No Pasaran: Locational Citizenship and Spatial Practices in Exarcheia, Athens

Logothetis, Spyridon (2021). No Pasaran: Locational Citizenship and Spatial Practices in Exarcheia, Athens. PhD thesis The Open University.

DOI: https://doi.org/10.21954/ou.ro.0001345b

Abstract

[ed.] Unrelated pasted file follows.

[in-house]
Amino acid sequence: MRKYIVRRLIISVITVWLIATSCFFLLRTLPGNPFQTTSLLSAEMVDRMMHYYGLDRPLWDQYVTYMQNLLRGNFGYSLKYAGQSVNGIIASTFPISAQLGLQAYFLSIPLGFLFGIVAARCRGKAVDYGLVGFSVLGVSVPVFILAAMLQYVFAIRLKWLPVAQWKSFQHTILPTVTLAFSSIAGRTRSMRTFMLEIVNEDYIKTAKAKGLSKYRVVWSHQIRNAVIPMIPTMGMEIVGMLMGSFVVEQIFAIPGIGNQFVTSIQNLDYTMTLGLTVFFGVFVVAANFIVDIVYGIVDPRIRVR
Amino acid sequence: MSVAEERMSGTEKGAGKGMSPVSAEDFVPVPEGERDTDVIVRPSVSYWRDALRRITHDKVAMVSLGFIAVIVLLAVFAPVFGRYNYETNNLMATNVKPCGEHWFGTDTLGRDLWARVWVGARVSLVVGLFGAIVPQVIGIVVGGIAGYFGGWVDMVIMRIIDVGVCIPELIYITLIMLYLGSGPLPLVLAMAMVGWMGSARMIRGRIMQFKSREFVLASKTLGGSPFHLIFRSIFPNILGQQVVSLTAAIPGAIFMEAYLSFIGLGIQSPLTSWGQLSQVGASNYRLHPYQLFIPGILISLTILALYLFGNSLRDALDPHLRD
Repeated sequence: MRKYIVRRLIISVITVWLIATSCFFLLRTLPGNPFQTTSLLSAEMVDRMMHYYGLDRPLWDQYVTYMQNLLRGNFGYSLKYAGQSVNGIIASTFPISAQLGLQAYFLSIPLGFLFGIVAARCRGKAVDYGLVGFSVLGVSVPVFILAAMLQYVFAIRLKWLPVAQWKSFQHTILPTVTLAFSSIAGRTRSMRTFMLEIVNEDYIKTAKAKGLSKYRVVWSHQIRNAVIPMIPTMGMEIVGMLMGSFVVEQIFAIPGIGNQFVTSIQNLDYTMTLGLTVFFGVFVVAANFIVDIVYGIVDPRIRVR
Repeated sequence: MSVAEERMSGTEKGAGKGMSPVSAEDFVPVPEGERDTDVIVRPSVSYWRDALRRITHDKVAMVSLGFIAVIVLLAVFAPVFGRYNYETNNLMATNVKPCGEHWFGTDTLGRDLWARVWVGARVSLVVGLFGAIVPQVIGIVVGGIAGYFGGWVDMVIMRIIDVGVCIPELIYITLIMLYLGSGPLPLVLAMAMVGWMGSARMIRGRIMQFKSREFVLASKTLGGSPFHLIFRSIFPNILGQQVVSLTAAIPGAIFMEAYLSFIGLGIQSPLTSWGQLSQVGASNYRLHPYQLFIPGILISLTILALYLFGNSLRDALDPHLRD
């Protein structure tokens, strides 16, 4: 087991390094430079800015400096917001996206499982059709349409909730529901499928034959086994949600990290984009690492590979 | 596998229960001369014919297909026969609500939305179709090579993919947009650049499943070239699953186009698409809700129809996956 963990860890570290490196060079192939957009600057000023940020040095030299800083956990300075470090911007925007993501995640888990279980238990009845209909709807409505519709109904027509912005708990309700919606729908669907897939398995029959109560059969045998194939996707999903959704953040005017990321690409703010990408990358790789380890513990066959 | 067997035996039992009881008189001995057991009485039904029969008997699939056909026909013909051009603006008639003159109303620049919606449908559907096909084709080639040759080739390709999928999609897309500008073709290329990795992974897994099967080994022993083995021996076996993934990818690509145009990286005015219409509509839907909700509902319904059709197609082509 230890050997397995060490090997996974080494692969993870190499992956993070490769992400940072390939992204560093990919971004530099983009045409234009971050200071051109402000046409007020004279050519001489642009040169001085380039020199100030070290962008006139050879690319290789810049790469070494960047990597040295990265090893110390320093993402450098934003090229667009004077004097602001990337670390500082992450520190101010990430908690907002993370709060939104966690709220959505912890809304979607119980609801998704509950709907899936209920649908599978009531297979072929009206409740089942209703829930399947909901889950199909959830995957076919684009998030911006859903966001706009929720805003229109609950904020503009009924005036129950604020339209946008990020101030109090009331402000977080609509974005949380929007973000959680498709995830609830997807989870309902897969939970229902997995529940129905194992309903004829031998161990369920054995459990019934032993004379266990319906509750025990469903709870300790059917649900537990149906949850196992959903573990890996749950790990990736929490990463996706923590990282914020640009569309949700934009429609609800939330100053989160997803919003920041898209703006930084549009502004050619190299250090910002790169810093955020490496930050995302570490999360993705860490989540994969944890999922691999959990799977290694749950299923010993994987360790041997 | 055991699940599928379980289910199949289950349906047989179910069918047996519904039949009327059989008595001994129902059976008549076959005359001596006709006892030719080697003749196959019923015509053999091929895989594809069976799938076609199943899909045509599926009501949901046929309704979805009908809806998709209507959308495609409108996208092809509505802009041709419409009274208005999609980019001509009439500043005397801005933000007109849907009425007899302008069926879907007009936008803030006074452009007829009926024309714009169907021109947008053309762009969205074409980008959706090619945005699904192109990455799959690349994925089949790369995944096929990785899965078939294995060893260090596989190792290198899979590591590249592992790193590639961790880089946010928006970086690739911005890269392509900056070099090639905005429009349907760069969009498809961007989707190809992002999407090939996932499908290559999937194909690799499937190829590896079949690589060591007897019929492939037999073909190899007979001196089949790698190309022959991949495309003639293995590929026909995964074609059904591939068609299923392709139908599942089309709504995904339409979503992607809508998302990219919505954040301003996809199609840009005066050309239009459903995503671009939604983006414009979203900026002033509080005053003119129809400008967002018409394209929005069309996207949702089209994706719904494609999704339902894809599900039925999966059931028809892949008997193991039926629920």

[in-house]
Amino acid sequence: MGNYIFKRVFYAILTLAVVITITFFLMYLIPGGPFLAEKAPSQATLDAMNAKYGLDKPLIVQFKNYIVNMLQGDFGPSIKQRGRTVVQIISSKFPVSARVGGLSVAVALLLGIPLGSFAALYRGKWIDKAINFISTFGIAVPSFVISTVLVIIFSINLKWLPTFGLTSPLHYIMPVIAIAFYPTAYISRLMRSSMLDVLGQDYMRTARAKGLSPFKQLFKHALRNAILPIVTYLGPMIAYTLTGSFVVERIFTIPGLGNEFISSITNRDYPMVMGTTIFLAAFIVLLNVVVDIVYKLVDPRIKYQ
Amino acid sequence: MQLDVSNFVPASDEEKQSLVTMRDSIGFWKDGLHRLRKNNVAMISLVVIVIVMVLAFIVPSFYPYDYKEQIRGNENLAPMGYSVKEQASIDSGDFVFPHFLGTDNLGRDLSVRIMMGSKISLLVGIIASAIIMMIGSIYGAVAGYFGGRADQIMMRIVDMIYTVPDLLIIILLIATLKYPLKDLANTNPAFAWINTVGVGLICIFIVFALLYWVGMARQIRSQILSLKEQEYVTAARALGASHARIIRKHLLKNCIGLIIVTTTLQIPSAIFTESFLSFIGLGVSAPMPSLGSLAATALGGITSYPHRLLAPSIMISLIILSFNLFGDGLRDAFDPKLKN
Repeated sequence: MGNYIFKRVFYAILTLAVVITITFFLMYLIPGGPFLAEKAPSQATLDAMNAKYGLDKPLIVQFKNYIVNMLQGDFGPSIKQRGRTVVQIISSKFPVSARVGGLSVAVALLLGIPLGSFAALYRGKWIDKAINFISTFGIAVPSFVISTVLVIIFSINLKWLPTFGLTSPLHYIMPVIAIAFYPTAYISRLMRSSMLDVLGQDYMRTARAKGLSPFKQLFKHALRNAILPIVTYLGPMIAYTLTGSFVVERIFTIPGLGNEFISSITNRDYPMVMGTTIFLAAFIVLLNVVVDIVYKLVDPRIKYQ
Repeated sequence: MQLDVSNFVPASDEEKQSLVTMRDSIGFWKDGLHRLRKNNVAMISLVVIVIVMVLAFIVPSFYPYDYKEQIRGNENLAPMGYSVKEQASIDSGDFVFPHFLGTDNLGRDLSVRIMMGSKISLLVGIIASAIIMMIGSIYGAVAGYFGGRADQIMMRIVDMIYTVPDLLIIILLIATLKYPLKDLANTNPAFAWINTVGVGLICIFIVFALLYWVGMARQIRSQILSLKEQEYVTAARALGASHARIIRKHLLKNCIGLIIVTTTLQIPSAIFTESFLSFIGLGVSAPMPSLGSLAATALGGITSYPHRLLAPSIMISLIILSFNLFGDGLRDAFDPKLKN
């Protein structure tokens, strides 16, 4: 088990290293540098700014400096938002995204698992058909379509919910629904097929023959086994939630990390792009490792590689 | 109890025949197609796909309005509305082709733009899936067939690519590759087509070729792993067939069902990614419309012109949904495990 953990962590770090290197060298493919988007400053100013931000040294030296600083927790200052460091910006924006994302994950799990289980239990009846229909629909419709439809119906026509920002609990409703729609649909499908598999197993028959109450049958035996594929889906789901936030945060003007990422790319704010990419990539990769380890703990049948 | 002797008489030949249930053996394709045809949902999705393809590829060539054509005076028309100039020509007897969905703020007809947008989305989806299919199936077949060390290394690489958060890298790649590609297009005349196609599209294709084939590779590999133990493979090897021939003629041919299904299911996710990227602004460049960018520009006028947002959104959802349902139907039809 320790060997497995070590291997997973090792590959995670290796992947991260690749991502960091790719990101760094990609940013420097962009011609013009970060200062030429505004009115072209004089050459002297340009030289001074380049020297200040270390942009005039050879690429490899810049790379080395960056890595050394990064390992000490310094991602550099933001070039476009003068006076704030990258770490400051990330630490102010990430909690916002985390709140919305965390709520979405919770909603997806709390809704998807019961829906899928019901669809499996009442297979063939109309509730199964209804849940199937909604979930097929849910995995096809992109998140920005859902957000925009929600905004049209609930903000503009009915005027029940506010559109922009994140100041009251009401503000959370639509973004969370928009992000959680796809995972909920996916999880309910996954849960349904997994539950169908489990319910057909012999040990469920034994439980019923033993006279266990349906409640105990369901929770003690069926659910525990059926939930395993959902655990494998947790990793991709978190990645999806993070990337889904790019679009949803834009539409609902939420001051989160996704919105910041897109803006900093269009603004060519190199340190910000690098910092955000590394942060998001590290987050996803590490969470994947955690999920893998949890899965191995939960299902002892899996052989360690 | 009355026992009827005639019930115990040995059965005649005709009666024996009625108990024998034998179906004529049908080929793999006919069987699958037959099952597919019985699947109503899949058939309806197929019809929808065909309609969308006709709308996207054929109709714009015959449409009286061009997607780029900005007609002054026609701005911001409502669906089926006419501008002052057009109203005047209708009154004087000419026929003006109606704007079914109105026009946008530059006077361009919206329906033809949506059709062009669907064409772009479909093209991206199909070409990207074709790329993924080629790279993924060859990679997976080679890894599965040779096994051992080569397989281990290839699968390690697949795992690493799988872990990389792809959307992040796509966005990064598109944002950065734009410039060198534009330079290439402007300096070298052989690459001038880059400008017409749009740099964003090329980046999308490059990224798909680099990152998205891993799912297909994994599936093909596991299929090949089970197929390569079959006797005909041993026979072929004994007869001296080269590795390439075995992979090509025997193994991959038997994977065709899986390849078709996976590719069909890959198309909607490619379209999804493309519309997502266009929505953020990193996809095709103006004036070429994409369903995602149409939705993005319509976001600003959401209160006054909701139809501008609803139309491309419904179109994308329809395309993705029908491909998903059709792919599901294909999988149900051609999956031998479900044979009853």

The present thesis examines how citizenship is defined and re-imagined through acts of claim making that reshape the local topography of a neighbourhood in Athens, Exarcheia. The basis for the argument of this thesis is organized around four ideas. First, it is argued that certain social psychological processes, typically involved in the discursive construction of a citizen, as a citizen-driven formulation, emerge in everyday talk, as utterances that negotiate the purpose or nature of public space and the role of citizens in shaping it according to their values and needs. The second idea relates to the performativity of these place-based processes, and the ways narratives are discursively evoked and spatially deployed to establish a territorial grip to the public spaces of the neighbourhood. Third, it is argued, that this territorial grip is established through rhetorically contesting who is a “legitimate” (and illegitimate) citizen and what is “proper” (or improper) socio-spatial behaviour, giving rise to a series of dilemmas that are particularly prominent when citizenship is examined in relation to public space. Finally, it is argued that their exploration reveals how discursive and physical boundaries are drawn, when people try to rhetorically navigate between competing (and ideologically infused) visions of what “a right to the city” is and who (as an “legitimate” citizen) should be allowed to exercise it. The ultimate goal of this thesis is to demonstrate how the realm of everyday language presents a unique opportunity, to explore how locational versions of citizenship resonate with broader ideological tensions that are relevant to the maintenance or change of established narratives of citizenship and public space, are spatially played out in the locality through restrictions of access and use of it and are discursively worked through denials of others’ citizenship status and it’s included (or precluded) spatial or other entitlements.

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